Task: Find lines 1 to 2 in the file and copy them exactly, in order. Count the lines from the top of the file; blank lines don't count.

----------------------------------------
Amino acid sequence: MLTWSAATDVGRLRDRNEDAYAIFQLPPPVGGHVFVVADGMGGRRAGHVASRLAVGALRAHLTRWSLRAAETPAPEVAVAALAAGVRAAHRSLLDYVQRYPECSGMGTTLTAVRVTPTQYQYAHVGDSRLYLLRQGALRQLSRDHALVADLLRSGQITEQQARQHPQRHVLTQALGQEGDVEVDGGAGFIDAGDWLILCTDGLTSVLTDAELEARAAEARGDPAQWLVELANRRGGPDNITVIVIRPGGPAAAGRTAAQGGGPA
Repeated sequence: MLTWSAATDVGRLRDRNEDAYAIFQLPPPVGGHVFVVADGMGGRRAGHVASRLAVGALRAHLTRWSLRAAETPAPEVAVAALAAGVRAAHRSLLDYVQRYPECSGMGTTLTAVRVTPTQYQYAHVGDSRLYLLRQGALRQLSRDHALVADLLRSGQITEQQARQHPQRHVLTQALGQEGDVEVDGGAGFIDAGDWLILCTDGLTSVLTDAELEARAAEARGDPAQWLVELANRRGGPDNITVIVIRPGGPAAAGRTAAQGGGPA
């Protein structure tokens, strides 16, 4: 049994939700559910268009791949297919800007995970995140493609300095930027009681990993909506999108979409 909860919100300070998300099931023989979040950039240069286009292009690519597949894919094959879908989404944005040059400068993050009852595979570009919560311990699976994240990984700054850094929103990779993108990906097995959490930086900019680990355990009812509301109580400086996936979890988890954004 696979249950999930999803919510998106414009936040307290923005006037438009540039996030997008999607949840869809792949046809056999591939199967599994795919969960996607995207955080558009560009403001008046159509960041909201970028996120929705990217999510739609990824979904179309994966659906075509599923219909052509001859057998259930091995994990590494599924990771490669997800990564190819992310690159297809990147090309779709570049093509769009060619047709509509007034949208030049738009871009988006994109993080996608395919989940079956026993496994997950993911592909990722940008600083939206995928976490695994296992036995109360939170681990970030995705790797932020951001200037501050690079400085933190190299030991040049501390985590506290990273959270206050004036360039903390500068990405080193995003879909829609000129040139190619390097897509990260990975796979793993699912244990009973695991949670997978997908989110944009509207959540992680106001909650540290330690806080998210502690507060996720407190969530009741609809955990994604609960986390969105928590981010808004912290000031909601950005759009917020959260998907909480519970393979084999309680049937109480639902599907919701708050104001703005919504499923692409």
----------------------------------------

Amino acid sequence: MLTWSAATDVGRLRDRNEDAYAIFQLPPPVGGHVFVVADGMGGRRAGHVASRLAVGALRAHLTRWSLRAAETPAPEVAVAALAAGVRAAHRSLLDYVQRYPECSGMGTTLTAVRVTPTQYQYAHVGDSRLYLLRQGALRQLSRDHALVADLLRSGQITEQQARQHPQRHVLTQALGQEGDVEVDGGAGFIDAGDWLILCTDGLTSVLTDAELEARAAEARGDPAQWLVELANRRGGPDNITVIVIRPGGPAAAGRTAAQGGGPA
Repeated sequence: MLTWSAATDVGRLRDRNEDAYAIFQLPPPVGGHVFVVADGMGGRRAGHVASRLAVGALRAHLTRWSLRAAETPAPEVAVAALAAGVRAAHRSLLDYVQRYPECSGMGTTLTAVRVTPTQYQYAHVGDSRLYLLRQGALRQLSRDHALVADLLRSGQITEQQARQHPQRHVLTQALGQEGDVEVDGGAGFIDAGDWLILCTDGLTSVLTDAELEARAAEARGDPAQWLVELANRRGGPDNITVIVIRPGGPAAAGRTAAQGGGPA